Mental Abilities Peak at Age 22, Decline After 27, Study Says

March 17, 2009 09:00 AM
by Haley A. Lovett
A new study suggests that cognitive ability begins to decline in healthy adults in their 20s and 30s; “old age” may begin much earlier than previously thought.

Old Age Now Begins at 27, Cognitive Aging Study Says

A recent study of more than 2,000 people aged 18–60 found that on average cognitive abilities were best at age 22.

The study, performed by scientists at the Salthouse Cognitive Aging Lab at the University of Virginia, and published by Timothy Salthouse in the journal Neurobiology of Aging, has shown that cognitive abilities may decline much earlier than in our golden years.

Salthouse says that other tests have not been able to uncover this cognitive decline because the testing methods did not account for prior test experience. Common knowledge type tests tend to give middle-aged patients an advantage.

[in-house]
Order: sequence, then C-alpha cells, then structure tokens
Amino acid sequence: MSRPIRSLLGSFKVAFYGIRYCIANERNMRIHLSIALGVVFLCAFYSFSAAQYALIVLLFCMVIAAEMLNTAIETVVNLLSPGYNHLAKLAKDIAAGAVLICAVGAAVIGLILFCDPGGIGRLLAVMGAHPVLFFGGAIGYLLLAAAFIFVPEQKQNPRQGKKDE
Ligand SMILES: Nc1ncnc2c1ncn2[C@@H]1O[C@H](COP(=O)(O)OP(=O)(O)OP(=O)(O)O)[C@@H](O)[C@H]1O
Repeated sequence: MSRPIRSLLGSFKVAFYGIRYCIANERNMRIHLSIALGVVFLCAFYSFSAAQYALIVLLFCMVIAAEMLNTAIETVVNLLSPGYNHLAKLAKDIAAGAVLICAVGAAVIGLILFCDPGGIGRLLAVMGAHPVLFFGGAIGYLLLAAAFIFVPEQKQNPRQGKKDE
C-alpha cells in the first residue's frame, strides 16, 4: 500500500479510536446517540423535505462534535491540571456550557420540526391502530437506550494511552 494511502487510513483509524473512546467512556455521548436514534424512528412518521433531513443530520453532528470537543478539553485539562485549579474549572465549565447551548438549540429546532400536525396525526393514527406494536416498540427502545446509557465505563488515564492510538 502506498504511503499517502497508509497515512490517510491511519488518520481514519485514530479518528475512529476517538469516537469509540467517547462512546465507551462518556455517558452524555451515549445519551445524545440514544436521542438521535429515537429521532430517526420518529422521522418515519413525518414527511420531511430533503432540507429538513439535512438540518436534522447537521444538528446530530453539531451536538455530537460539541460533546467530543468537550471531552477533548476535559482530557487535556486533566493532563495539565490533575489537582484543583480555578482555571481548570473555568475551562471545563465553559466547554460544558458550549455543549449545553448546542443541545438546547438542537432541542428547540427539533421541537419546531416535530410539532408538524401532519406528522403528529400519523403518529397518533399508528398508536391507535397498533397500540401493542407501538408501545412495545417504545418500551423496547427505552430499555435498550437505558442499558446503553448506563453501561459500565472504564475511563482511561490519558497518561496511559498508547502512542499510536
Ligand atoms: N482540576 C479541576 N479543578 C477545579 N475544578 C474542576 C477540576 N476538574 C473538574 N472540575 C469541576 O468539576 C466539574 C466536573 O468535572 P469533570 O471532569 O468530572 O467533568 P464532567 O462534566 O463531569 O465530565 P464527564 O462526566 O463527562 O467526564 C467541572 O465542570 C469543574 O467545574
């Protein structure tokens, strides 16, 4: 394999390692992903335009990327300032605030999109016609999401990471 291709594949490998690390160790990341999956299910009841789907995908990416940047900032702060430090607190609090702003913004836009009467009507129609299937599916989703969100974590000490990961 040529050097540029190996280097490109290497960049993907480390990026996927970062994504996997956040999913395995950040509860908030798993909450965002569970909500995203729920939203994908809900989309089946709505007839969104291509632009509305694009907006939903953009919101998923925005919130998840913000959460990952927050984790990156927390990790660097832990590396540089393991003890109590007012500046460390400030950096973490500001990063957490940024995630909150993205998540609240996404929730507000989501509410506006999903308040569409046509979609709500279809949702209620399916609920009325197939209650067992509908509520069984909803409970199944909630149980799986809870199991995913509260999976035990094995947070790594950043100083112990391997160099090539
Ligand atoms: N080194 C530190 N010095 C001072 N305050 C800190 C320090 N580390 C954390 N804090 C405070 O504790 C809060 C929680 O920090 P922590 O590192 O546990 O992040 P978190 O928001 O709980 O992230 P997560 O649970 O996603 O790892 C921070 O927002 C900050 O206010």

The study by the Salthouse Lab used tests much like those used to diagnose mental decline, such as visual puzzles, recollection of words and story details, and spotting patterns, the Daily Mail reports.

On tests of reasoning, speed of thought and spatial visualization, subjects began to perform worse at age 27. Other tests showed lower memory performance in the late 30s and early 40s.

Related Topics: Brain fitness prevents disease; total memory recall

According to a recent University of Michigan study, some exercises can improve brain fitness and ward off diseases such as Alzheimer’s and dementia. The study found that you can improve your fluid intelligence (the memory we use to solve problems) by exercising your working memory (the memory we use to add numbers).

While most people worry about losing their memory, those who suffer from hyperthymesia can recall almost every moment of their lives in perfect detail. Jill Price, the first person to be observed with the condition, and three others, are currently being studied. Scientists hope to find out why these individuals have such an amazing ability to store everyday memories, while simultaneously having difficulty with rote memorization (the ability to memorize something using repetition).

Reference: Alzheimer’s disease; how the brain works


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